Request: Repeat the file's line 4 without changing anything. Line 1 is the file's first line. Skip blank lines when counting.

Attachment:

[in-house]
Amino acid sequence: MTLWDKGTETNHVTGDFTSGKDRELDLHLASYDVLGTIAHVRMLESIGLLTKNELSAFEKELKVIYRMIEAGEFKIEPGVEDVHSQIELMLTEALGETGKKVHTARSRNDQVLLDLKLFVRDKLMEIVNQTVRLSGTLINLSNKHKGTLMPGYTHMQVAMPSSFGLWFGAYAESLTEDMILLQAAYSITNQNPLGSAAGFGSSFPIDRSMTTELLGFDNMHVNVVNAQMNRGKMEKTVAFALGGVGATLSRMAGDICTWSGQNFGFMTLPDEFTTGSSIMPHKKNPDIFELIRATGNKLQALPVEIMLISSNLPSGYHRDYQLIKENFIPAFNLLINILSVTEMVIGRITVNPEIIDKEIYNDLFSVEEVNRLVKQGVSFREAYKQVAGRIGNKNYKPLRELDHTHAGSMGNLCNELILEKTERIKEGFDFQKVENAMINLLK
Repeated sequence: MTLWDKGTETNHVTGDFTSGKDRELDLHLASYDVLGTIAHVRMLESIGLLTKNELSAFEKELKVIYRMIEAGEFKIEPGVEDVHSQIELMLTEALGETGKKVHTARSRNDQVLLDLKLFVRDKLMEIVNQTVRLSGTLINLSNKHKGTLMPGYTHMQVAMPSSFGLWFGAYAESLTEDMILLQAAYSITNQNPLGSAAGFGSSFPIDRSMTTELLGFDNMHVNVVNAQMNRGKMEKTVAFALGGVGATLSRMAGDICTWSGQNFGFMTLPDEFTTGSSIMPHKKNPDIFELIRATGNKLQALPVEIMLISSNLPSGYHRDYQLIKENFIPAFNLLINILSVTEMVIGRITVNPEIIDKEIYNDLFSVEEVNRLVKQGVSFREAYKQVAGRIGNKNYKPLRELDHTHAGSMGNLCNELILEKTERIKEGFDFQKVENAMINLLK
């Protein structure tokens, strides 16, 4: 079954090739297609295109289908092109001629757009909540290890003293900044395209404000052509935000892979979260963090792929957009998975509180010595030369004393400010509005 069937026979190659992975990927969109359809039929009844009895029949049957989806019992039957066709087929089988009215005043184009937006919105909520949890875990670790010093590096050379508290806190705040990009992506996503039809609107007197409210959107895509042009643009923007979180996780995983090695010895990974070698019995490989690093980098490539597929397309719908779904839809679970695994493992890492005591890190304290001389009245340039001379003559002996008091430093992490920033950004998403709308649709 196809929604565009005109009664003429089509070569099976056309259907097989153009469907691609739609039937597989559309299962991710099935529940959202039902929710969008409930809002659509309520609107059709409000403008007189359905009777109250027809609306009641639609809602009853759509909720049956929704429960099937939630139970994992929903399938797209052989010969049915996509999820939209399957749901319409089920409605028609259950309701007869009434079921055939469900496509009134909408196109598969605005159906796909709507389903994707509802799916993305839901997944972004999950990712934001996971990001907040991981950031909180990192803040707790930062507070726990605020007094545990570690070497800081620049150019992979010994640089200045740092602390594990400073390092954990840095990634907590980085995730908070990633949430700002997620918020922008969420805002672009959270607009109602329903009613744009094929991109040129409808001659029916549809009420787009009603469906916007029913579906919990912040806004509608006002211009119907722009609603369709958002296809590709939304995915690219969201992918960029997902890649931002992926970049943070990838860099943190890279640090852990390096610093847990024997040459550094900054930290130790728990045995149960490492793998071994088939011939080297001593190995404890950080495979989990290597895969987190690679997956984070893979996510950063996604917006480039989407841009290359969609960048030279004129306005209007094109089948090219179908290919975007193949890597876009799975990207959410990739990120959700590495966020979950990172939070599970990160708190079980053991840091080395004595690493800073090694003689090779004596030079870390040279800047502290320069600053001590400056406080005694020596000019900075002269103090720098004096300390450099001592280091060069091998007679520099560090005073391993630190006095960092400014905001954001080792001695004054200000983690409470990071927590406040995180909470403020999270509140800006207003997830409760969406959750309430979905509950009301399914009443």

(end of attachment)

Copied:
């Protein structure tokens, strides 16, 4: 079954090739297609295109289908092109001629757009909540290890003293900044395209404000052509935000892979979260963090792929957009998975509180010595030369004393400010509005 069937026979190659992975990927969109359809039929009844009895029949049957989806019992039957066709087929089988009215005043184009937006919105909520949890875990670790010093590096050379508290806190705040990009992506996503039809609107007197409210959107895509042009643009923007979180996780995983090695010895990974070698019995490989690093980098490539597929397309719908779904839809679970695994493992890492005591890190304290001389009245340039001379003559002996008091430093992490920033950004998403709308649709 196809929604565009005109009664003429089509070569099976056309259907097989153009469907691609739609039937597989559309299962991710099935529940959202039902929710969008409930809002659509309520609107059709409000403008007189359905009777109250027809609306009641639609809602009853759509909720049956929704429960099937939630139970994992929903399938797209052989010969049915996509999820939209399957749901319409089920409605028609259950309701007869009434079921055939469900496509009134909408196109598969605005159906796909709507389903994707509802799916993305839901997944972004999950990712934001996971990001907040991981950031909180990192803040707790930062507070726990605020007094545990570690070497800081620049150019992979010994640089200045740092602390594990400073390092954990840095990634907590980085995730908070990633949430700002997620918020922008969420805002672009959270607009109602329903009613744009094929991109040129409808001659029916549809009420787009009603469906916007029913579906919990912040806004509608006002211009119907722009609603369709958002296809590709939304995915690219969201992918960029997902890649931002992926970049943070990838860099943190890279640090852990390096610093847990024997040459550094900054930290130790728990045995149960490492793998071994088939011939080297001593190995404890950080495979989990290597895969987190690679997956984070893979996510950063996604917006480039989407841009290359969609960048030279004129306005209007094109089948090219179908290919975007193949890597876009799975990207959410990739990120959700590495966020979950990172939070599970990160708190079980053991840091080395004595690493800073090694003689090779004596030079870390040279800047502290320069600053001590400056406080005694020596000019900075002269103090720098004096300390450099001592280091060069091998007679520099560090005073391993630190006095960092400014905001954001080792001695004054200000983690409470990071927590406040995180909470403020999270509140800006207003997830409760969406959750309430979905509950009301399914009443």